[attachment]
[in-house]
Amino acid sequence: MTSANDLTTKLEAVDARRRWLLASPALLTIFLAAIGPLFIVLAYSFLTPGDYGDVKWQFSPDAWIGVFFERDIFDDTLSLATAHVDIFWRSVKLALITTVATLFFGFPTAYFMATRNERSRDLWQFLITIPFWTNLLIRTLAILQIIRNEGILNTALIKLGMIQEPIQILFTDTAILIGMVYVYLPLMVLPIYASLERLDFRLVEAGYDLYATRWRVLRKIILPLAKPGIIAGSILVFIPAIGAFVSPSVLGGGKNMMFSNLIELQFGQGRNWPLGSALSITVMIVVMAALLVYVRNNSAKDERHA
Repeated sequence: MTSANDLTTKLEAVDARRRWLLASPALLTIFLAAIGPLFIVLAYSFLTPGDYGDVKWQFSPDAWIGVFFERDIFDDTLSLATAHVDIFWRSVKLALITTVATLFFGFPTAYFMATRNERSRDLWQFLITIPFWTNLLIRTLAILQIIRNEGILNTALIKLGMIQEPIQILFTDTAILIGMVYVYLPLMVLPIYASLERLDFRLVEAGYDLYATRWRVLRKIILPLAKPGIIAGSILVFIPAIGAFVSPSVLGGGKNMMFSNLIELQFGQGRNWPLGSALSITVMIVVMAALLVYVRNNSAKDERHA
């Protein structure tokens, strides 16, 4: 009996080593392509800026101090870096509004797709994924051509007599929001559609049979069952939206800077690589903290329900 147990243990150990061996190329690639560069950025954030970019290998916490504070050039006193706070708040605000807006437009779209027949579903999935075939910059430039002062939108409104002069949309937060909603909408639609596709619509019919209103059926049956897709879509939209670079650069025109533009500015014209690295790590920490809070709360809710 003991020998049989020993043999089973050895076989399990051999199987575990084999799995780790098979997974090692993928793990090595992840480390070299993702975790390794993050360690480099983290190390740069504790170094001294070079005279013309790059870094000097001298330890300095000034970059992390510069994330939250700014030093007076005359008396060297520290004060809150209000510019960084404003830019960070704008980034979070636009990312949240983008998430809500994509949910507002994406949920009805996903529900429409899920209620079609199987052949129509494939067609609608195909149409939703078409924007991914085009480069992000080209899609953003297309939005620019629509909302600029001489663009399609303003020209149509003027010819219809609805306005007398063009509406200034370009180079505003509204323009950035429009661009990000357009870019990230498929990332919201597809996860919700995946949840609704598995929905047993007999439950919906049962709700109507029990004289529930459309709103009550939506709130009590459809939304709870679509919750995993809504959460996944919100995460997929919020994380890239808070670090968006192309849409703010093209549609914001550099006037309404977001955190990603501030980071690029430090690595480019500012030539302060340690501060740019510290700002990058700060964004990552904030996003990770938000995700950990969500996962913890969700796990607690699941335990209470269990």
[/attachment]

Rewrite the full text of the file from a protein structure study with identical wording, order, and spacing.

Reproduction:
[in-house]
Amino acid sequence: MTSANDLTTKLEAVDARRRWLLASPALLTIFLAAIGPLFIVLAYSFLTPGDYGDVKWQFSPDAWIGVFFERDIFDDTLSLATAHVDIFWRSVKLALITTVATLFFGFPTAYFMATRNERSRDLWQFLITIPFWTNLLIRTLAILQIIRNEGILNTALIKLGMIQEPIQILFTDTAILIGMVYVYLPLMVLPIYASLERLDFRLVEAGYDLYATRWRVLRKIILPLAKPGIIAGSILVFIPAIGAFVSPSVLGGGKNMMFSNLIELQFGQGRNWPLGSALSITVMIVVMAALLVYVRNNSAKDERHA
Repeated sequence: MTSANDLTTKLEAVDARRRWLLASPALLTIFLAAIGPLFIVLAYSFLTPGDYGDVKWQFSPDAWIGVFFERDIFDDTLSLATAHVDIFWRSVKLALITTVATLFFGFPTAYFMATRNERSRDLWQFLITIPFWTNLLIRTLAILQIIRNEGILNTALIKLGMIQEPIQILFTDTAILIGMVYVYLPLMVLPIYASLERLDFRLVEAGYDLYATRWRVLRKIILPLAKPGIIAGSILVFIPAIGAFVSPSVLGGGKNMMFSNLIELQFGQGRNWPLGSALSITVMIVVMAALLVYVRNNSAKDERHA
């Protein structure tokens, strides 16, 4: 009996080593392509800026101090870096509004797709994924051509007599929001559609049979069952939206800077690589903290329900 147990243990150990061996190329690639560069950025954030970019290998916490504070050039006193706070708040605000807006437009779209027949579903999935075939910059430039002062939108409104002069949309937060909603909408639609596709619509019919209103059926049956897709879509939209670079650069025109533009500015014209690295790590920490809070709360809710 003991020998049989020993043999089973050895076989399990051999199987575990084999799995780790098979997974090692993928793990090595992840480390070299993702975790390794993050360690480099983290190390740069504790170094001294070079005279013309790059870094000097001298330890300095000034970059992390510069994330939250700014030093007076005359008396060297520290004060809150209000510019960084404003830019960070704008980034979070636009990312949240983008998430809500994509949910507002994406949920009805996903529900429409899920209620079609199987052949129509494939067609609608195909149409939703078409924007991914085009480069992000080209899609953003297309939005620019629509909302600029001489663009399609303003020209149509003027010819219809609805306005007398063009509406200034370009180079505003509204323009950035429009661009990000357009870019990230498929990332919201597809996860919700995946949840609704598995929905047993007999439950919906049962709700109507029990004289529930459309709103009550939506709130009590459809939304709870679509919750995993809504959460996944919100995460997929919020994380890239808070670090968006192309849409703010093209549609914001550099006037309404977001955190990603501030980071690029430090690595480019500012030539302060340690501060740019510290700002990058700060964004990552904030996003990770938000995700950990969500996962913890969700796990607690699941335990209470269990």